What is cholesterol and and where does cholesterol comes from?

Cholesterol is a waxy substance which is made in the body by the liver but is also found in some foods. It plays a vital role in how every cell works and is also needed to make Vitamin D, some hormones and bile for digestion. However, too much cholesterol in the blood can increase your risk of getting heart and circulatory diseases.  Cholesterol isn’t just something that sits in your body like fat around your waist. It’s carried through your bloodstream by carriers made of fat (lipid) and proteins.

Two types of lipoproteins carry cholesterol to and from cells and the amount of each type of cholesterol in your blood can be measured by a blood test.  Lipoproteins are basically a core full of fat and cholesterol, along with a lipid membrane that contains proteins called apolipoproteins.  These are commonly referred to as the “bad” and “good” cholesterol, but this is actually inaccurate. All cholesterol is the same, it’s the lipoproteins that are different.

Heart disease really is NOT a cholesterol disease, it is a lipoprotein disease.

  • Low-Density Lipoprotein, or LDL
  • High-Density Lipoprotein, or HDL

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Low Density Lipoprotein (LDL) Cholesterol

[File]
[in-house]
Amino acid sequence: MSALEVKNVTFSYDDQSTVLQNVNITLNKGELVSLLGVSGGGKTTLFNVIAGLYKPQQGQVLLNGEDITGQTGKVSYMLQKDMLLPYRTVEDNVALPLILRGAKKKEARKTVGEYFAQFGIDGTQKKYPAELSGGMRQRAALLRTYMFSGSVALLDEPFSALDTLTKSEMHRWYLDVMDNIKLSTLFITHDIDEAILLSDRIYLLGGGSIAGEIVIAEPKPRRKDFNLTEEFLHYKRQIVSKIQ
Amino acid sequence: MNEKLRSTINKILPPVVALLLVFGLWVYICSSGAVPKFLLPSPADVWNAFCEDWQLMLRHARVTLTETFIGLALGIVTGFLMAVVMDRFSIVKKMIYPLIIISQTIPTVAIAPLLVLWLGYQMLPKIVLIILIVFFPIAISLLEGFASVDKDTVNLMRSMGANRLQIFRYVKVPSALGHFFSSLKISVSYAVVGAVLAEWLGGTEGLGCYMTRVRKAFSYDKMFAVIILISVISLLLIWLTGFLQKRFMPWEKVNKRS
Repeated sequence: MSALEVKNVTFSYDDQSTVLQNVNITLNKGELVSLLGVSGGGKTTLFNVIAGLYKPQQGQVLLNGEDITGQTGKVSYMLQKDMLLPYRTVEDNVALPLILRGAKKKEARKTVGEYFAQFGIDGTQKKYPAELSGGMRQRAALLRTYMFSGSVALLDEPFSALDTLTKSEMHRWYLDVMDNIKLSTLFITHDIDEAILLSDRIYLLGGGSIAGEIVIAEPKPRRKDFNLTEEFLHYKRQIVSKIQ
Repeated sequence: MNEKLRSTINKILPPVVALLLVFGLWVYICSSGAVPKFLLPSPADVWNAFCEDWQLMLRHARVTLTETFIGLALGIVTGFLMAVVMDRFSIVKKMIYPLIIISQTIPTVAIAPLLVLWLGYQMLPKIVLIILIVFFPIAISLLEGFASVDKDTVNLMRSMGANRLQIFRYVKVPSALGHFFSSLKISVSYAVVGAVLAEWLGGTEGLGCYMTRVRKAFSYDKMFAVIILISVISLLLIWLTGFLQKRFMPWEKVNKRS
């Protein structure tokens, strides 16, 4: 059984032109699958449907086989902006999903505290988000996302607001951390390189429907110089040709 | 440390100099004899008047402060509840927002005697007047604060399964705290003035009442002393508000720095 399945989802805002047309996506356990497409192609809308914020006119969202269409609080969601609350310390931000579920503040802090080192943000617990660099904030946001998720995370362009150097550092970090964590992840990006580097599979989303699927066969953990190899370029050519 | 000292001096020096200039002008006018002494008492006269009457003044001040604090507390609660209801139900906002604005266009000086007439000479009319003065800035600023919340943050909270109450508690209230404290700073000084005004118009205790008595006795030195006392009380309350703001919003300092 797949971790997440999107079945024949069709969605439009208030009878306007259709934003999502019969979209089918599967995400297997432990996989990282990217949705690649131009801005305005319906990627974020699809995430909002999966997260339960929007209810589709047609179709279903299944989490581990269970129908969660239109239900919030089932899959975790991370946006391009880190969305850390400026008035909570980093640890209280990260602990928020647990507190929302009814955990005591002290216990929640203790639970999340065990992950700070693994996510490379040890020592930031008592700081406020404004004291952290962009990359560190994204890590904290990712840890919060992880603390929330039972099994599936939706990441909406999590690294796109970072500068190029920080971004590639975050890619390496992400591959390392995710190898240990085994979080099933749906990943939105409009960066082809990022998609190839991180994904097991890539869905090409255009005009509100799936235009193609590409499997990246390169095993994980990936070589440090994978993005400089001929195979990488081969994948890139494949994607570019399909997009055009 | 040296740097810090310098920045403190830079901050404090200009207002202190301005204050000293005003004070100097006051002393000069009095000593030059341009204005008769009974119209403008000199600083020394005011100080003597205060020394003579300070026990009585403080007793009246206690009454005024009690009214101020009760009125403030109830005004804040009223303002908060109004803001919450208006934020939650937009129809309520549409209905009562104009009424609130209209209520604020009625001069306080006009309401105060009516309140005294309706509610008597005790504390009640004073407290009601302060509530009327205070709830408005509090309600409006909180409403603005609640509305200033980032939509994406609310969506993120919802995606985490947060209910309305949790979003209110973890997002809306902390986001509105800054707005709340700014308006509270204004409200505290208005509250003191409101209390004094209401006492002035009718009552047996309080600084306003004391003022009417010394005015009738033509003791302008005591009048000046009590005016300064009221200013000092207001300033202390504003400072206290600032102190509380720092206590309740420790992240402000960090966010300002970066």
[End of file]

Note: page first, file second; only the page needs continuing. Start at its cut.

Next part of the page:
LDL is the ‘bad’ cholesterol. ‘L’ is for lousy and we want these levels to be low, as LDL is the main cause of fatty build up in the arteries

Blood levels of LDL cholesterol (LDL-C) are often assessed when evaluating the risk of future heart disease.

Cholesterol is a fatty substance. Fats are insoluble in water and can therefore not be transported in blood on its own.

The body’s solution to this problem is to bind cholesterol to certain proteins that function as transport vehicles carrying different types of fats such as cholesterol, triglycerides (TG) and phospholipids. These combinations of fats and protein are termed lipoproteins. Low-density lipoprotein (LDL) is one of the body’s lipoproteins and an important carrier of cholesterol.

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The amount of cholesterol carried by different lipoproteins can provide valuable information about the risk of developing cardiovascular disease (CVD). LDL-C reflects the amount of cholesterol carried by LDL.

Low-density lipoprotein cholesterol (LDL-C) is an important marker for the risk of developing heart disease.

Many studies have shown a strong and graded correlation between Low-density lipoprotein cholesterol (LDL-C) and the risk of cardiovascular disease (CVD), both in women and men. However, this association appears to become less prominent with increasing age, and some studies have suggested that low LDL-C may be associated with increased mortality in older adults.

Available evidence suggests that lowering blood levels of LDL-C reduces the risk of CVD.  If you do not have heart or blood vessel disease and are not at high risk for developing heart disease, the following guidelines apply.

Your LDL cholesterol number is:

  • Optimal if it is less than 100
  • Near optimal/above optimal if it is 100-129
  • Borderline high if it is 130-159
  • High if it is 160-189
  • Very high if it is 190 or above

The treatment goal for individuals with heart disease or blood vessel disease is to reach an LDL of less than 70. The treatment goal for high-risk individuals (those with diabetes or other multiple risk factors for heart disease) is to reach an LDL of at least less than 100.